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Catching primes

June 2008

Prime numbers play a hugely important role as the fundamental building blocks of our number system — and they remain at the centre of some of the biggest mysteries of mathematics. Prime numbers are those whole numbers that can only be divided by themselves and the number 1. For example, 7 is a prime, but 6 is not, because 6 = 2 × 3. Non-primes are known as composite numbers

What makes primes the fundamental building blocks of our number system is the fact that every whole number can be written as a product of prime numbers. For example, the number 60 can be written as 60 = 2 × 2 × 3 × 5. What's more, there's only one way of doing this. Any expression for 60 as a product of primes involves precisely the same primes, but possibly arranged in a different order.

Because of their important role in number theory, mathematicians make sustained efforts to discover the properties of the sequence of primes as a whole, and to identify further primes. We have known for over 2000 years that there are infinitely many primes, but there is no single formula which produces all prime numbers. However, there are procedures that systematically generate a list of all the primes up to a given size. Here, we'll look at a method that does this visually, so that the sequence of primes unfolds before our eyes.

The method is called the visual sieve because it sieves out the composite numbers, leaving the primes behind. It was devised by Yuri Matiyasevich and Boris Stechkin, mathematicians working within the Steklov Mathematical Institute of the Russian Academy of Sciences. At the heart of the method lies this diagram:

Figure 1: The visual sieve.

Figure 1: The visual sieve.

If you look closely, you might be able to see how this diagram relates to the primes. You might also notice that the diagram actually looks rather like a sieve — a nice convergence between the mathematical language and the object it describes! For now, though, we'll construct this diagram step by step. We'll discover how, as we follow the steps, the sequence of primes emerges.

Making a sieve

We begin with a basic background diagram. We draw $x$ and $y$-axes and mark the positive $x$-axis with $1,2,3,\cdots $ and the $y$-axis with $\cdots ,-2,-1,0,1,2,\cdots $. These axes are shown below.

Figure 2: The axes.

Figure 2: The axes.

On these axes we plot the curve $x = y^2$. To clarify, at every point $(x,y)$ on this curve, we have $x = y^2$. For example, two points lying on the curve are $(4,2)$ and $(9,-3)$. This type of curve is known as a parabola.

Figure 3: The parabola.

Figure 3: The parabola.

To complete the basic diagram, we will mark two sets of points lying on the parabola. To form the first set, we begin by marking the point $(4,2)$ and labelling it with $2$, and then marking the point $(9,3)$ and labelling it with $3$. We continue, marking the point $(i^2,i)$ for every whole number $i$ greater than or equal to $2$. We will need to choose a suitable point to stop; this will depend on the size of our sheet of paper (or computing capacity)! We label each point $(i^2,i)$ with $i$. These points all lie on the upper half of the parabola. We form the second set of points by marking the point $(j^2,-j)$ for every whole number $j$ greater than or equal to $2$, and labelling it with $j$. These points all lie on the lower half of the parabola.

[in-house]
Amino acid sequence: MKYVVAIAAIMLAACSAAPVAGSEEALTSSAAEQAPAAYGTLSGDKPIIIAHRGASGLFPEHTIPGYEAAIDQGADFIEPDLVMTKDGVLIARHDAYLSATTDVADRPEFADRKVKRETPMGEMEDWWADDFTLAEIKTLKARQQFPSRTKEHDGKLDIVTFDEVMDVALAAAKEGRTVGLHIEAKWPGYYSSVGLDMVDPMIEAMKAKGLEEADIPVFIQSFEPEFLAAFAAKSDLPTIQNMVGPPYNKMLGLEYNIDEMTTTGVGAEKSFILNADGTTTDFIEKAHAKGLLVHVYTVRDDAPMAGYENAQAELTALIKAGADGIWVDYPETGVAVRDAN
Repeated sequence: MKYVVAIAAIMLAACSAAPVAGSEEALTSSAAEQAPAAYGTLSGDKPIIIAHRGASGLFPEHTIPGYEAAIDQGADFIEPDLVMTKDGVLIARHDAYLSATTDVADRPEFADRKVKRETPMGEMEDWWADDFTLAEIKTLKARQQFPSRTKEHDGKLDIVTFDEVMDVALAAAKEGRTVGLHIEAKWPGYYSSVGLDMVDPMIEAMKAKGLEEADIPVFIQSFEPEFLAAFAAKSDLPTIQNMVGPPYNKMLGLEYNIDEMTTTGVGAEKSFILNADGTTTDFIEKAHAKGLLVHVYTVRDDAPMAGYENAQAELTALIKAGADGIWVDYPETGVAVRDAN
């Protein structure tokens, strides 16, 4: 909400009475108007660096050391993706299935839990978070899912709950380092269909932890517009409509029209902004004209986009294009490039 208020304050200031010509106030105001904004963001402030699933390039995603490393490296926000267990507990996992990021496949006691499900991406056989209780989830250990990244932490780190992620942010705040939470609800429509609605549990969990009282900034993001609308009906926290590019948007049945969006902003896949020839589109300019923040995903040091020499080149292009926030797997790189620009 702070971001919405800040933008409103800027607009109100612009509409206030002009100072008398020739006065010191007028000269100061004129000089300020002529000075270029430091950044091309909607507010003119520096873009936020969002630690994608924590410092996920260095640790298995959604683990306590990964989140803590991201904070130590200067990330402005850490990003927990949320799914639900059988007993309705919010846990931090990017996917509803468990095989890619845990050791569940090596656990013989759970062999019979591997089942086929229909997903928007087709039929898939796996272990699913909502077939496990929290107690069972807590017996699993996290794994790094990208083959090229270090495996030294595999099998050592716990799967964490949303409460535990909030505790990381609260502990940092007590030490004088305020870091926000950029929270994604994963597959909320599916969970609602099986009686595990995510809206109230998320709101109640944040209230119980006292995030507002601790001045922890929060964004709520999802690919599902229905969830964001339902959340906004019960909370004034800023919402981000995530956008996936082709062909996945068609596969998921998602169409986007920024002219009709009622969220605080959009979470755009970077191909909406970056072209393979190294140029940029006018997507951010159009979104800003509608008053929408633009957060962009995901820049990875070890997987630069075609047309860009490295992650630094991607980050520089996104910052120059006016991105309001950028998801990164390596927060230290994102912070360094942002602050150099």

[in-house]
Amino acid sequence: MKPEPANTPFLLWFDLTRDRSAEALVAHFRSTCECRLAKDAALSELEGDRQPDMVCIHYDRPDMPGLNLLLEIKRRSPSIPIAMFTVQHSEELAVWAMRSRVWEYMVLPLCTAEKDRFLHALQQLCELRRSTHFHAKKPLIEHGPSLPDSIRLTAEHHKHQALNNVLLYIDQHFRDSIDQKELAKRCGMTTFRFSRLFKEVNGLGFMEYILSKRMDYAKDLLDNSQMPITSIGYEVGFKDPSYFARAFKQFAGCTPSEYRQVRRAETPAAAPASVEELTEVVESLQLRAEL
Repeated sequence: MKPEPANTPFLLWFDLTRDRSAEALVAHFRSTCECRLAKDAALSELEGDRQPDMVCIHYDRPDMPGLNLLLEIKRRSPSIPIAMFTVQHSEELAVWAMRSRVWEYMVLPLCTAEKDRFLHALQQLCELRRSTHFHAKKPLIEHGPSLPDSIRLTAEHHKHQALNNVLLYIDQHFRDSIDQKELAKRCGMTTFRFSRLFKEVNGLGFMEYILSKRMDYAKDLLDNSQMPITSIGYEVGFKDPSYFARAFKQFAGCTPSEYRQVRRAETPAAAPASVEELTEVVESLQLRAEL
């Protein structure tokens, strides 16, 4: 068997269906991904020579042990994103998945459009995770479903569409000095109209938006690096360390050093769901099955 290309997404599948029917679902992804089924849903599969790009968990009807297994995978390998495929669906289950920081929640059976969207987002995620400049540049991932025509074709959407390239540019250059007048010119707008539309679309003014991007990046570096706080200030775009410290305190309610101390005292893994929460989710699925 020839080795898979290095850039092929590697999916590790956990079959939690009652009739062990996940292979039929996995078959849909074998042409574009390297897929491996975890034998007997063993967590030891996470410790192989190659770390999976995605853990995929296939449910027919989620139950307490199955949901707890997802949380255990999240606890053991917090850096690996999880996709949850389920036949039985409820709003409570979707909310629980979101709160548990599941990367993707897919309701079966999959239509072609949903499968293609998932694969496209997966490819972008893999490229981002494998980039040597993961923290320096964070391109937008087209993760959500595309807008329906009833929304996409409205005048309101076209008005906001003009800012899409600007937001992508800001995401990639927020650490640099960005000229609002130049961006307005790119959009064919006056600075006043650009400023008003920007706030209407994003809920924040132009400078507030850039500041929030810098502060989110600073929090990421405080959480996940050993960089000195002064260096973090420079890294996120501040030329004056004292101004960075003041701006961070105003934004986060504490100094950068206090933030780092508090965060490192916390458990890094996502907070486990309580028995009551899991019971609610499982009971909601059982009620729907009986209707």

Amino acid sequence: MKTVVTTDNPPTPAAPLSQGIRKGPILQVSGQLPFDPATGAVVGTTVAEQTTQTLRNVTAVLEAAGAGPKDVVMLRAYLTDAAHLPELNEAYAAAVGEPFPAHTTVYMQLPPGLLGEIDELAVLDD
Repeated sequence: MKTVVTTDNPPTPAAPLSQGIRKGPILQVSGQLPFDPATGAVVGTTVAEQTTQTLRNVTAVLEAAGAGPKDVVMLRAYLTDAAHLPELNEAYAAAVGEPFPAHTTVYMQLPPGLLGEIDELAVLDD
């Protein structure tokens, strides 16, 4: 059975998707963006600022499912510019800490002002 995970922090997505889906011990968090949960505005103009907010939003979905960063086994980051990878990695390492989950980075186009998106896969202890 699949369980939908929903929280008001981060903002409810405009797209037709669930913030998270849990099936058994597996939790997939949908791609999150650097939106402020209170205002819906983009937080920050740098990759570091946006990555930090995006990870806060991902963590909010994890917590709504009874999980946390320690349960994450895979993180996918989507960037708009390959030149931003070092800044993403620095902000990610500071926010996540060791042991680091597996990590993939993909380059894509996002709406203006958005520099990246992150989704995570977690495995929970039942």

Figure 4: Marking points.

Figure 4: Marking points.

The visual sieve diagram at the beginning contains a great many straight lines. We're now going to add these straight lines to our basic diagram in groups. We'll add each line by joining a pair of points marked on the parabola - always joining a point on the upper half with one on the lower half. We'll start by joining the points $(4, 2)$ and $(4,-2)$, as shown below.

Figure 5: The first line.

Figure 5: The first line.

We then join the pairs $(4,2)$ and $(9,-3)$; and $(4,2)$ and $(16,-4)$. We continue, joining $(4,2)$ to every point we've marked on the lower half of the parabola. The result is shown below.

Figure 6: The first group of lines.

Figure 6: The first group of lines.

Next we do all this the other way up, joining $(4,-2)$ to every point marked on the upper half of the parabola. We've now drawn in the two first groups of lines, and together they're shown below.

Figure 7: The first two groups of lines.

Figure 7: The first two groups of lines.

We now repeat this process, taking each of the points marked on the upper section, i.e. $(9,3)$, $(16,4)$, $(25,5)$, $(36,6)$ and so on, and each point marked on the lower section, as our starting points. We've now completed the diagram, and the whole thing is pictured again below.

Figure 8: The complete visual sieve.

Figure 8: The complete visual sieve.

Let's pause for a moment to consider what we've actually done here. For each pair of whole numbers $i$ and $j$, greater than or equal to $2$, we've joined the points $(i^2,i)$ and $(j^2,-j)$. Let's give the line we've drawn a name - say $L(i,j)$. Now we're able to single out any line we like for our attention; for example, on the diagram below the line $L(3,4)$ is marked in red.

Figure 9: The line L(3,4) marked in red.

Figure 9: The line L(3,4) marked in red.

What's happening?

Let's now look at what the visual sieve is telling us. For the moment we'll focus our attention on the $x$-axis. As we run our eye along it, from left to right, we'll pass over the markings for all the positive whole numbers. We can see that some of these whole number points are crossed out by a line (or several lines) passing through them - while others are not. At this point we might well wonder whether there's any significance in this. Well, it turns out that all the composite numbers are crossed out by lines, while all the prime numbers are not! The sequence of primes simply emerges before our eyes as we build up the diagram.

Why does it work?